Religious festivals notwithstanding, Bali is replete with festivals as well as ceremonies, large and small. To see a small parade of people bearing towers of fruit and other delicacies upon their heads is a common sight. The locals say prayers throughout the day for contingencies large and small. Memorials line intersections and bridges, with bridges serving as particular emphasis on the yin and yang of everyday life.

It is customary to see a bridge in Bali adorned with a black and white checkered design signifying the forces of good and evil at play in the everyday interaction of cars jockeying for position and prominence in traffic. Particularly dangerous intersections, moreover, carry statuary depicting characters and personages from Indonesian mythology playing off the contrasts of good and evil. These representations play an important role in everyday Balinese life.

The saying of prayers continues throughout the day. Small shrines are commonplace, typically cropping up in front of homes and businesses. Usually consisting of sticks of incense and other miniscule offerings, such as small bamboo trays constructed for the purpose and filled with portions of sweetened rice, these gifts represent tributes to the numerous gods of the Siva-Hindu sect to which the Balinese aspire. Perhaps a bit of the history of Balinese culture and religion is in order.

During the onslaught of Greater Indonesia by Muslim invaders, priests, artists, philosophers and other thinkers of various stripes loyal to the monarchy escaped with the members of the royal family across the straits to the island of Bali. This pilgrimage of specialization resulted in the present day religious and artistic amalgam that embodies the indigenous islander’s life. Moreover, art as well as religion is a major dynamic in Balinese life.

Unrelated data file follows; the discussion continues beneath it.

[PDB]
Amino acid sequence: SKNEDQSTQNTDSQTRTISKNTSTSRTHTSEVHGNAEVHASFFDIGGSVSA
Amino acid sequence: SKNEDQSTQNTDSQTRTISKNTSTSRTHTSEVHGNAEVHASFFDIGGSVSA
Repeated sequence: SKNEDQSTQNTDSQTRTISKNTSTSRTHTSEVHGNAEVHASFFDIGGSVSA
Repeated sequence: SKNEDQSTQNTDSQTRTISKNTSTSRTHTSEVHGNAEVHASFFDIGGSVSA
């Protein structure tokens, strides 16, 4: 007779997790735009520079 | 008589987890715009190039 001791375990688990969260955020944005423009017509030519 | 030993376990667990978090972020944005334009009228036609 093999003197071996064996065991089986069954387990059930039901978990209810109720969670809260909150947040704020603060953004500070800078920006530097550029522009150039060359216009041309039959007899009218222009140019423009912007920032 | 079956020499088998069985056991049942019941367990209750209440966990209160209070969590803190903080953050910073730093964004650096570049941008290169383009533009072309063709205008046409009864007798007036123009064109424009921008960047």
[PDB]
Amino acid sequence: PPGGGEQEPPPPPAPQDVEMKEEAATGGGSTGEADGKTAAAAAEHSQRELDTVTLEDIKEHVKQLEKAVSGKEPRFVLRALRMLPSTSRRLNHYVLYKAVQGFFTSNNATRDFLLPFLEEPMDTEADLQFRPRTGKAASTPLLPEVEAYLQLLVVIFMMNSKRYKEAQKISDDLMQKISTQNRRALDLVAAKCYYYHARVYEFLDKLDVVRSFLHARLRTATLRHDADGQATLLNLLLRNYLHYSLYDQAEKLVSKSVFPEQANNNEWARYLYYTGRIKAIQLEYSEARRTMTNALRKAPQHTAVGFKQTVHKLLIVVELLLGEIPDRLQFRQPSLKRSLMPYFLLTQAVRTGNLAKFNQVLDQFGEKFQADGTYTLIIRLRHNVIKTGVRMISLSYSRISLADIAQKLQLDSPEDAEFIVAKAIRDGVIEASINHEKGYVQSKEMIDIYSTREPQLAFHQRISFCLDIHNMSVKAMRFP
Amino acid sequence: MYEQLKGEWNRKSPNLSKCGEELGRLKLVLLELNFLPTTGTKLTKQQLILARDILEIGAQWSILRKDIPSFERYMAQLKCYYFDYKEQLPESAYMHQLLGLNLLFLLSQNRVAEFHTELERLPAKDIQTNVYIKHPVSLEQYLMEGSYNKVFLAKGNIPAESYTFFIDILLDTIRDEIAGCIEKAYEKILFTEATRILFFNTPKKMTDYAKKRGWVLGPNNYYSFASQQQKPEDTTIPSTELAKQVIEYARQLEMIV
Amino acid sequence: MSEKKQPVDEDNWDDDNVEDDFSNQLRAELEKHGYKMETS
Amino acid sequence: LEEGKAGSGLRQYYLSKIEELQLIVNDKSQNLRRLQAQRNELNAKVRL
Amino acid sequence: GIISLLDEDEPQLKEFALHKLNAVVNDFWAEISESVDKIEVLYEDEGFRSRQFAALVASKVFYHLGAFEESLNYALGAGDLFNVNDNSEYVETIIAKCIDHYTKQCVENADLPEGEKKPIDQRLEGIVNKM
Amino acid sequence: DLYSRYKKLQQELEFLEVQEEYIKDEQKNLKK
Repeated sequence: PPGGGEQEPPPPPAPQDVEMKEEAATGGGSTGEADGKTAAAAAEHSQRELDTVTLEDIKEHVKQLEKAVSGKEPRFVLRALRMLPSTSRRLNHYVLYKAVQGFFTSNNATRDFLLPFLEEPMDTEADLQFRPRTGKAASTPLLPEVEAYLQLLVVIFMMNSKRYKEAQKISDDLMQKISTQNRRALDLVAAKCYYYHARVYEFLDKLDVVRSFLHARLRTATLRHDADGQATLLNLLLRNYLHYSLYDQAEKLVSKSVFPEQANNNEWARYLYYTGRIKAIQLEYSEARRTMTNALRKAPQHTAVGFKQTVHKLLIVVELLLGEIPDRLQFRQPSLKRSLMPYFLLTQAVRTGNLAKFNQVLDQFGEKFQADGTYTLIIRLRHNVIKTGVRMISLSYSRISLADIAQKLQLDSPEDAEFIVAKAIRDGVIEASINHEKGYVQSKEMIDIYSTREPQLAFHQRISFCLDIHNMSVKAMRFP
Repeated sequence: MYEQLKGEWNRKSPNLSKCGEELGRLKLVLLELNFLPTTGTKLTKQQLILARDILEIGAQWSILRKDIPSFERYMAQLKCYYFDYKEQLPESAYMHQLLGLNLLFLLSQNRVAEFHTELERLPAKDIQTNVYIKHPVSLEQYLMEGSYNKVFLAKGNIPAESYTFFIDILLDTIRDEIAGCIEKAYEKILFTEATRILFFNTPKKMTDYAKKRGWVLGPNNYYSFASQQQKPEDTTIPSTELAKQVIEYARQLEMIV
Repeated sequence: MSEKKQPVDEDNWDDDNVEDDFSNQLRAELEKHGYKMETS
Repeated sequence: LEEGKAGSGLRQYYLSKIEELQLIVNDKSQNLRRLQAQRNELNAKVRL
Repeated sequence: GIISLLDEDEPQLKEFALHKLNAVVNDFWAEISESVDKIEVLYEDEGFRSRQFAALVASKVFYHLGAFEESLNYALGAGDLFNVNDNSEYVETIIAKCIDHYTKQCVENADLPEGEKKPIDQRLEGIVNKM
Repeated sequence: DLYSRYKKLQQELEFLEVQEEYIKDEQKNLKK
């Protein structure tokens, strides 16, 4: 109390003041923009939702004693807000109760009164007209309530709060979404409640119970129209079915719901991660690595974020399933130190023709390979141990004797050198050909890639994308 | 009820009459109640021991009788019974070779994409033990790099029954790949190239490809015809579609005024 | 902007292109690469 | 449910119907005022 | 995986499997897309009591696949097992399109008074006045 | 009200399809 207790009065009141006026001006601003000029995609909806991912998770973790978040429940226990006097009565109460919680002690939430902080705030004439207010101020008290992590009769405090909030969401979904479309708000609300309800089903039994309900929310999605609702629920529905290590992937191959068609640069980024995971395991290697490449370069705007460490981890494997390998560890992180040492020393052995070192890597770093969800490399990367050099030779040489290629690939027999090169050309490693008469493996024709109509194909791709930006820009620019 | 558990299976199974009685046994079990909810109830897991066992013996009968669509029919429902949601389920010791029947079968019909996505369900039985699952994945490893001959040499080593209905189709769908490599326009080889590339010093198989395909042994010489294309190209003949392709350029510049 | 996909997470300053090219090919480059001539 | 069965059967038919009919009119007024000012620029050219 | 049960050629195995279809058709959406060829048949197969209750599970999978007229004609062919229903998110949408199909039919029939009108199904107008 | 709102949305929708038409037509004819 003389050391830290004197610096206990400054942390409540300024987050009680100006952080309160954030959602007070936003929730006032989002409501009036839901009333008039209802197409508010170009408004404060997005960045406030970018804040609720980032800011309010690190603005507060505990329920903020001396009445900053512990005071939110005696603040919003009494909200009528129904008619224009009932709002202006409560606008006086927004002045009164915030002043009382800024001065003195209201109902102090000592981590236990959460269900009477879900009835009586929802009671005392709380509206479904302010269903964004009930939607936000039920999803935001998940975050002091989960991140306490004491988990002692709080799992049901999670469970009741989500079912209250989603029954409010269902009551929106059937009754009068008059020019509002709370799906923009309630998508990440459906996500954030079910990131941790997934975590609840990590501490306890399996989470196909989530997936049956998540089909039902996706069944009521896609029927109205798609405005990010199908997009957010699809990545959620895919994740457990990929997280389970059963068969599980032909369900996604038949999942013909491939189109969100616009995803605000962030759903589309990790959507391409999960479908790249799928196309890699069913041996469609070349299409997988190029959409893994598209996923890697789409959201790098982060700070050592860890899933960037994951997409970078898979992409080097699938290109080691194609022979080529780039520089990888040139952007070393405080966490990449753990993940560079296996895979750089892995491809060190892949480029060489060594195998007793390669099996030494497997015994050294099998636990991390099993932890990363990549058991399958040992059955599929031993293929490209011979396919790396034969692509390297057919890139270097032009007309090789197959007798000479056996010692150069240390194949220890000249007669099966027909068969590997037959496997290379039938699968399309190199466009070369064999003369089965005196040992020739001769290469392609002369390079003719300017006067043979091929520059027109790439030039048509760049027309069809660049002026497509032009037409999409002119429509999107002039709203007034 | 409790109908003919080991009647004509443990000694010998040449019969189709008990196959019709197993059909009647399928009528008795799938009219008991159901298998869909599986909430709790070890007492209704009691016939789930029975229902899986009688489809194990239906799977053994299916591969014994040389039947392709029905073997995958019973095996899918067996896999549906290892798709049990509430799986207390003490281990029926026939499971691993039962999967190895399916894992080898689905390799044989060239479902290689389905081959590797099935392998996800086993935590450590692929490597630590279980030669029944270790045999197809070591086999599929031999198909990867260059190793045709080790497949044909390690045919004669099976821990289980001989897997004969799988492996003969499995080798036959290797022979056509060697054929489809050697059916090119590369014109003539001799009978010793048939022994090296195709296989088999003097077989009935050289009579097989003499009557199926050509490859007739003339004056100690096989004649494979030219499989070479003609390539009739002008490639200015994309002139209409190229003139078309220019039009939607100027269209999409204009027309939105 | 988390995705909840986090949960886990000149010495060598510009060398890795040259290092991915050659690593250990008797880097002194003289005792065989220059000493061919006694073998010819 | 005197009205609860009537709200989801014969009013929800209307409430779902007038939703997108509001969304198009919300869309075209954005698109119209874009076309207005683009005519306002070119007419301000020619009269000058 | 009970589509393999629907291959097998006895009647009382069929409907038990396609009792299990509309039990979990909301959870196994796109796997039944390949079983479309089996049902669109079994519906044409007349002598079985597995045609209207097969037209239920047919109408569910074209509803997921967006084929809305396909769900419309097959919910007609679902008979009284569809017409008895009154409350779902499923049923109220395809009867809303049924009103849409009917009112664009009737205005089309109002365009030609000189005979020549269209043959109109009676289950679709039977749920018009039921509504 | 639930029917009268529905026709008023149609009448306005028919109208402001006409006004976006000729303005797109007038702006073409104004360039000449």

Artisans, working in media from concrete wall adornments to intricately painted forest scenes are the norm rather than the exception. Being a former Dutch colony, Bali, decades ago, drew European artists to the island for inspiration both spiritual and physical. These émigrés convinced local artists to mass produce small wooden carvings for sale to a burgeoning tourist trade.

These contributed, perhaps unconsciously, to the modernization of the local art milieu, resulting in a decidedly western art influence seen in some local artists work. These influences, both in commerce and in style, reveal themselves today in mass produced carvings sculpted in a decidedly modernist tradition and in paintings owing as much to Impressionism and Abstractionism as to archetypal Asian influences of China and Japan.